China Wednesday launched its first indigenously-built aircraft carrier which will join an existing one bought from Ukraine, boosting its blue-water capabilities amid growing tension about Beijing flexing its muscle in the strategic South China Sea.
The 50,000-tonne new aircraft carrier was transferred from a dry dock into the water at a launch ceremony in northeast Dalian shipyard of the China Shipbuilding Industry Corp (CSIC) amid streamers and champagne.
The as-yet unnamed vessel is China’s second aircraft carrier. The ship was towed from Dalian Shipyard, Liaoning, to a nearby wharf, China’s Ministry of National Defense said.
The carrier is touted to be a significant upgrade from the Liaoning, which was built more than 25 years ago and is a refurbished Soviet ship bought from Ukraine.
China began building its second carrier in November 2013. Dock construction started in March 2015. However, the carrier is not expected to enter active service until 2020.
Putting the carrier into water marked progress in China’s efforts to design and build a domestic aircraft carrier, state-run Xinhua news agency commented.
After the launch, the new carrier will undergo equipment debugging, outfitting and comprehensive mooring trials, the defence ministry said.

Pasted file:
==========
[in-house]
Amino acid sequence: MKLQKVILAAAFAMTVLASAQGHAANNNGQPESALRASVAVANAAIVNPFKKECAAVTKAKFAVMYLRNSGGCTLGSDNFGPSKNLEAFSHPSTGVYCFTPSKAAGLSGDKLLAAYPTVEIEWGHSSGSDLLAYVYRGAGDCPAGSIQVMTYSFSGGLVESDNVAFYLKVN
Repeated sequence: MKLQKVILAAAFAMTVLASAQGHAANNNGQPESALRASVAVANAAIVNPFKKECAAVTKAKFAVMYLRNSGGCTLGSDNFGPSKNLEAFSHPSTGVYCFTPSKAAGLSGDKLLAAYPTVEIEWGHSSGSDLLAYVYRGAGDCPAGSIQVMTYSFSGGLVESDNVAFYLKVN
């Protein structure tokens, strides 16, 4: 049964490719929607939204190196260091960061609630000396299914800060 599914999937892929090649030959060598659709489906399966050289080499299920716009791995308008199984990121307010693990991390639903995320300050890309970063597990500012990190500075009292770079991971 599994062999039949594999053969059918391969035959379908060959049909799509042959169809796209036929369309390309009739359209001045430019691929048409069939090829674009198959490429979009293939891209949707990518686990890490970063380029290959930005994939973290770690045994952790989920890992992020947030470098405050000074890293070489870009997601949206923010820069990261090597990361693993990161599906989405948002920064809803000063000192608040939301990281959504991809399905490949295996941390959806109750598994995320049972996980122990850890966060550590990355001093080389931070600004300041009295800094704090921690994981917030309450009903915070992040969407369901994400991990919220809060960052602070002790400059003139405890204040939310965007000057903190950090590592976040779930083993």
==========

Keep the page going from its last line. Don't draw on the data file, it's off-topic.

A blue-water navy is a maritime force capable of operating globally across the deep waters of open oceans.
The launch ceremony was attended by General Fan Changlong, Vice Chairman of the Central Military Commission.
China has the second largest military budget in the world, estimated at USD 148 billion after a seven per cent spending increase announced in March 2017.
The launch of the aircraft carrier comes amid China’s assertiveness in the resource-rich South China Sea.
China claims almost all of the South China Sea, despite objections from the Philippines, Malaysia, Brunei and Vietnam.
China has also created artificial islands in the area, outfitting some of them with military features.
The launch also comes amid heated rhetoric between the US and North Korea in recent days. The US has deployed warships and a submarine to the Korean peninsula, prompting an angry reaction from North Korea. China, a close ally of Pyongyang, has urged for calm.
China’s military is also eyeing more aircraft carriers to enhance its capabilities.
Recently state-run People’s Daily quoted military experts as saying that the third aircraft carrier to be built in Shanghai may be nuclear powered.
Earlier reports said Chinese navy which now has an expanded role among the military is set to raise its marine forces from 20,000 to one lakh as it started setting up logistic bases in Gwadar port in Pakistan and Djibouti in Africa.
China’s military build-up has unsettled its neighbours and the US, particularly as Beijing has taken a more robust stance in territorial disputes in the South China Sea.
According to Yvonne Chiu, an assistant professor at the University of Hong Kong, China’s navy is trying to enhance its ability to operate globally across open oceans.
“China seeks to become a major world power, and one of the hallmarks of such a status is blue-water capability and the ability to project military might globally,” CNN quoted Chiu as saying.